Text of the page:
A white shark with a satellite tag

Migration cycle of female white sharks in the north Pacific

In April this year white shark researchers Michael Domeier and Nicole Nasby-Lucas published a paper detailing some of their research into white shark migration patterns using data from satellite tags. The scientists show that white sharks in the northern Pacific Ocean are generally segregated by gender except when they are at Guadalupe Island, where it is hypothesised that they mate. The females then head offshore while they are pregnant (for about 15-16 months), returning to pupping sites along the coast of Mexico. The complete cycle for a female takes about two years. The evidence from the tracks generated by the tags is very compelling. Furthermore, working backwards using the gestation period for white sharks from when young of the year white sharks start to appear off the Mexican coast implies that mating takes place during the months when white sharks are known to aggregate at Guadalupe Island, which provides further support to the theory.

A white shark with a satellite tag
A white shark with a satellite tag

Domeier’s tagging methods have until recently involved the fairly invasive satellite tags that are bolted onto the sharks’ dorsal fins (see the Shark Men series for how this works, and some photos of a tagged shark here). The tags that provided the results of this study were actually affixed during an Ocearch expedition. The data obtained from such tags is remarkably detailed and will be invaluable in defining conservation objectives for this species.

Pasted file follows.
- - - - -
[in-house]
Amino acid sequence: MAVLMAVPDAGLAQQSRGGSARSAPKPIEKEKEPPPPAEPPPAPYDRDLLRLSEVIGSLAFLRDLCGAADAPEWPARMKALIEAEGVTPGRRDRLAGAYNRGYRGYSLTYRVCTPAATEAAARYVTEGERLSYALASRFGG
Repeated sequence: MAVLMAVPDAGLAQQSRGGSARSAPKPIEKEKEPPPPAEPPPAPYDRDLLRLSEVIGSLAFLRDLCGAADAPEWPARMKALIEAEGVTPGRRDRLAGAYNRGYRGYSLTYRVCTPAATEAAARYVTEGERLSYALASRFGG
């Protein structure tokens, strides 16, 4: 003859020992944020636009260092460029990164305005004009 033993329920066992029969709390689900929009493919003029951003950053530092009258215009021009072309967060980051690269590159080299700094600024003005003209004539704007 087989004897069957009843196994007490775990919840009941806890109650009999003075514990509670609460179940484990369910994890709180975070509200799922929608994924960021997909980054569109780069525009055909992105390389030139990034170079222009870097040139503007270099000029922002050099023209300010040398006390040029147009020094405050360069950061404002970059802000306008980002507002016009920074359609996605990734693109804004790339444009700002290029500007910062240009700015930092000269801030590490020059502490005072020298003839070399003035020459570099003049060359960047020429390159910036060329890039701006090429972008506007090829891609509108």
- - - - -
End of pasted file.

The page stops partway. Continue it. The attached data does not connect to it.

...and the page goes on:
Barbara Block’s team at Stanford, whose work I profiled yesterday, is responsible for a paper detailing a competing hypothesis, that white sharks in fact mate during their time offshore. This is science at work: competing ideas are not a bad thing at all, as they stimulate original thought and drive the process forward. The theory of the white shark’s life history that is best supported by the observations and experimental data is likely the most accurate one.

Read Domeier and Nasby-Lucas’s paper here. It’s quite short and very easy to understand. These are the kinds of results we can expect to see out of the tagging work done off the South African coastline in early 2012. Can’t wait!

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Clare

Lapsed mathematician, creator of order, formulator of hypotheses. Lover of the ocean, being outdoors, the bush, reading, photography, travelling (especially in Africa) and road trips.

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